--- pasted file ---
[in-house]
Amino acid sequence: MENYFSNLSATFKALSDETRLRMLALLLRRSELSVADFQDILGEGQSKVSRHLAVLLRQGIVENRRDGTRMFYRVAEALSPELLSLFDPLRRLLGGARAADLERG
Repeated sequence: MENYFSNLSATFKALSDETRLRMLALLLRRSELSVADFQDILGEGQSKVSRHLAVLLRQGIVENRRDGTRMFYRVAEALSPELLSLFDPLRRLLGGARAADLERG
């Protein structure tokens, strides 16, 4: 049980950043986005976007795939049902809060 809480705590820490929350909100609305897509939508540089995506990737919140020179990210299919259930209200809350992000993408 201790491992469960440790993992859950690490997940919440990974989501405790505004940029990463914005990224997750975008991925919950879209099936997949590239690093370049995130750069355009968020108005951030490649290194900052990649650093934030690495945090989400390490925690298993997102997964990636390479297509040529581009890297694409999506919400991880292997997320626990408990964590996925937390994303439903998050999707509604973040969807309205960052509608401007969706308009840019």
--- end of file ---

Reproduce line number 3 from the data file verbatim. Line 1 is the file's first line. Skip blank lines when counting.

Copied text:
Repeated sequence: MENYFSNLSATFKALSDETRLRMLALLLRRSELSVADFQDILGEGQSKVSRHLAVLLRQGIVENRRDGTRMFYRVAEALSPELLSLFDPLRRLLGGARAADLERG